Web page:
SF School District puts out ‘advocacy’ against Labor Day start date, possible violation of state election laws

This is the document (fact sheet) that the district is dispersing, (DOC: Combined Student Version with Calendar) notice who the author is and what time it was authored. Deeann is the district’s marketing/communications person.

Sioux Falls Fact Sheet

This is questionable in so many ways;

1) Advocate education being conducted by a government entity against its citizens

a) The schools and school administration is legally to remain neutral during the public debate

b) It is questionable if the Superintendent can even legally weigh in on this issue as a 24 hour staff employee

c) School Board members would be able to discuss this or be part of the debate outside of their official meetings

d) They cannot take part in the debate during school board meetings or during legally called school functions

e) School District employees during working hours campaigning for or against an initiative or referendum is unconstitutional and illegal under South Dakota state law

I. Teachers

II. Staff

III. Superintendent

IV. School Board members during official meetings

2) The likely use of publicly owned resources to print this document

a) A receipt showing payment for the printing would be required to prove otherwise (it will show the use of government resources to pay for anti-citizen campaigning)

b) What time was the printing picked up or the delivery to printer (shows use of government time to campaign)

3) There is time expense used during work hours to construct this document

4) There is time used to distribute the document.

Like I have said in the past, both sides have good arguments, but that discussion and debate shouldn’t cost tax payers money. The school district needs to knock off their campaign, at least during business hours.


#1 Concerned Citizen on 03.09.15 at 11:01 am

What statute is that?

#2 hornguy on 03.09.15 at 12:10 pm

It’s perfectly legal for the district to disseminate information on an issue that impacts the district. Please reference that portion of the document that constitutes the type of vote for, vote against express advocacy that would actually be considered campaigning.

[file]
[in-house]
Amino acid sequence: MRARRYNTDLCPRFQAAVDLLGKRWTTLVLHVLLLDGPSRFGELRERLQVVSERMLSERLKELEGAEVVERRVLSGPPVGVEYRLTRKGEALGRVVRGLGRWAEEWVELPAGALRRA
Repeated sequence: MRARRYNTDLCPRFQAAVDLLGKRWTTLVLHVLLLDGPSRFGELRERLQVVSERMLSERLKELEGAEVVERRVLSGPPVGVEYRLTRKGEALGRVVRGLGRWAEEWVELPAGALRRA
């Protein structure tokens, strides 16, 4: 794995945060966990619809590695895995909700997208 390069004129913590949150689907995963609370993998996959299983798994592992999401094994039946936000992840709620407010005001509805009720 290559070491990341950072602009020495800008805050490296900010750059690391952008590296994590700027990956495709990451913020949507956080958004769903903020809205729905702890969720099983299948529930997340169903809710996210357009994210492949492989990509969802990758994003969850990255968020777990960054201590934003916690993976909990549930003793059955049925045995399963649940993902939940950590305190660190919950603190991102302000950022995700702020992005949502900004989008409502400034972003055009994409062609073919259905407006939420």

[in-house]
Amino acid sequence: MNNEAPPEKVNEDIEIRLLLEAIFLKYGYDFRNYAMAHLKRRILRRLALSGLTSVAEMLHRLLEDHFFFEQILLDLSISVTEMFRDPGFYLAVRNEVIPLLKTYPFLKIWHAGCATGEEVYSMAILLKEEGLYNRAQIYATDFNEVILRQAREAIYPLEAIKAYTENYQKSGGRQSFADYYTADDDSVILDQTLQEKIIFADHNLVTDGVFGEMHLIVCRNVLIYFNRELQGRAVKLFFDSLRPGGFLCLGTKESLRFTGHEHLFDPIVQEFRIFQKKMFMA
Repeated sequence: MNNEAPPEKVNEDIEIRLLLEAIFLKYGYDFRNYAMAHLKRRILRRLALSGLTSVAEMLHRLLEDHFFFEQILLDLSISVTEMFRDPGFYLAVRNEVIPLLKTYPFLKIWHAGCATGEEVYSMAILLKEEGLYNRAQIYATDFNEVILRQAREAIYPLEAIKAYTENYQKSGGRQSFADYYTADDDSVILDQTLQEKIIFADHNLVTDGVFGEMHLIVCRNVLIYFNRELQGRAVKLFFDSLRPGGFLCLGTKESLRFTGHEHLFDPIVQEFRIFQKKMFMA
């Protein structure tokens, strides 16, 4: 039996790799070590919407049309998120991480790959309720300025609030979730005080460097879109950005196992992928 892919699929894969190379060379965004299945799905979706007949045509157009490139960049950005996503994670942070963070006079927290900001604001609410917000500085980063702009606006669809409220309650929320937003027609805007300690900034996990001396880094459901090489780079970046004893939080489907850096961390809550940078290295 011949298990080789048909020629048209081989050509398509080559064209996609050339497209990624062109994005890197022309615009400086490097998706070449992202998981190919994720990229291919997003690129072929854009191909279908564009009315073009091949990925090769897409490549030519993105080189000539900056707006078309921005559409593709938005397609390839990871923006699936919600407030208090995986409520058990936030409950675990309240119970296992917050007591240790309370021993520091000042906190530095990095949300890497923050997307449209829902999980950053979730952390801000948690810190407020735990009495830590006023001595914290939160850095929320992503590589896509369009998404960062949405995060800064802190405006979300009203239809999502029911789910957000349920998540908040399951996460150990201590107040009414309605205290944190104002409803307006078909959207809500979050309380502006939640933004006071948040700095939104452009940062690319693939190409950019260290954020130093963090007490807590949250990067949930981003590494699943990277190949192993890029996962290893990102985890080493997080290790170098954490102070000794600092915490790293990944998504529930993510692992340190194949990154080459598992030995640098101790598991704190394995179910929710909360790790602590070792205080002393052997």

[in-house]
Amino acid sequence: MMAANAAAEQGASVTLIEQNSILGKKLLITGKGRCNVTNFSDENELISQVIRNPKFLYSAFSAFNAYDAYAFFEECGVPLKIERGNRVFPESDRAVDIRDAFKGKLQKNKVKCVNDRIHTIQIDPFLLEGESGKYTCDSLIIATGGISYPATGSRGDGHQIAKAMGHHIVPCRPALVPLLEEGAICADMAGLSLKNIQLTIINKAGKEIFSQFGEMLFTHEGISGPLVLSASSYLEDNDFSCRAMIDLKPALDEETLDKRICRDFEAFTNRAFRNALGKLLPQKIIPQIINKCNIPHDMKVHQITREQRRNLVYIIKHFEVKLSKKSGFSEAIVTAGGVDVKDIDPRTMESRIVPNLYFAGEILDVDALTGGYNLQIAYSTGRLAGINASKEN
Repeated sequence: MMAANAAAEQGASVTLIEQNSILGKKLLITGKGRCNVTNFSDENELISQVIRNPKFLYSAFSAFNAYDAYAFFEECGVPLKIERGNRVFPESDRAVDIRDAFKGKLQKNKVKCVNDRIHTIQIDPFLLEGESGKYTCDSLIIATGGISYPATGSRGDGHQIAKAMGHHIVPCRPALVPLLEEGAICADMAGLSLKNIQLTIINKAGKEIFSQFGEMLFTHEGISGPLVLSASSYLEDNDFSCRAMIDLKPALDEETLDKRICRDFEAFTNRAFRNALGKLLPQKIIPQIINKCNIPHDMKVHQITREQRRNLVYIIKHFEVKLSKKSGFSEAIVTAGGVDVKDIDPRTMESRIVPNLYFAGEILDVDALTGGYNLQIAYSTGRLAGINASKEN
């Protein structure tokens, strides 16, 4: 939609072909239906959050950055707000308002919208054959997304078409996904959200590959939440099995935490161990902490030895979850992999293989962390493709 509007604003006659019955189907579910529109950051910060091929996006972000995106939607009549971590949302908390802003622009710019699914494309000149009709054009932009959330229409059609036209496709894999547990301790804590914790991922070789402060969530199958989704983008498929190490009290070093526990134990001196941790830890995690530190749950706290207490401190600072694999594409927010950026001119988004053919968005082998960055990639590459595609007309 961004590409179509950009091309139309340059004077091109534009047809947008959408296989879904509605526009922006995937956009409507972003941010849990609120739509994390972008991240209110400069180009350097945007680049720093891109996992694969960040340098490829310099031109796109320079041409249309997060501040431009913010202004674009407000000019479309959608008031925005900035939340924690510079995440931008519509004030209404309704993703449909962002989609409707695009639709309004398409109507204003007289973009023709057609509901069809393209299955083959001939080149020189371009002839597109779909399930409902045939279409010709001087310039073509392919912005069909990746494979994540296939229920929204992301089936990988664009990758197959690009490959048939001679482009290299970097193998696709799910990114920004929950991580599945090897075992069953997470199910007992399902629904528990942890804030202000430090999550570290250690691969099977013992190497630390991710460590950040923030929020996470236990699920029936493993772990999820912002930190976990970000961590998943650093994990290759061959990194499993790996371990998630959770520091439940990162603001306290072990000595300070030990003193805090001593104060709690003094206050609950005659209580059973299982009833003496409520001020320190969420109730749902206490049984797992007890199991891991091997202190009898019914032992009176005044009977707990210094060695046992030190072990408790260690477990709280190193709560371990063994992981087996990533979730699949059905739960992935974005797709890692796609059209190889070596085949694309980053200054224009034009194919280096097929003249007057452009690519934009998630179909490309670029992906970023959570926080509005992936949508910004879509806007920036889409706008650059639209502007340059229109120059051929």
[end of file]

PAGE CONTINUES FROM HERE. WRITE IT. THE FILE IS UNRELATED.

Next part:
If you can’t, you’re fundamentally misrepresenting what the district is doing – which frankly, I think you’re already aware of considering you put quotation marks around advocacy in the title. When people do stuff you don’t like, you’re awfully quick to use words like “possible” and “might” and “may be,” which is generally code for “I don’t want to do the research or contact a lawyer to determine if what I’m saying is actually true so I’ll just frame it as an accusation.”

You know who else does that shit all the time? Fox News. Stop acting like Fox News, dude.

#3 l3wis on 03.09.15 at 12:18 pm

Issue Advocacy vs. Express Advocacy
ï‚· Express advocacy includes any communication which either:
(1) In context has no other reasonable meaning than to urge the election or defeat of one or more clearly identified candidates, public office holders, or the placement of a ballot question on the ballot or the adoption or defeat of any ballot question by use of explicit words of advocacy of election or defeat. The following words convey a message of express advocacy: vote, re-elect, support, cast your ballot for, reject, and defeat, or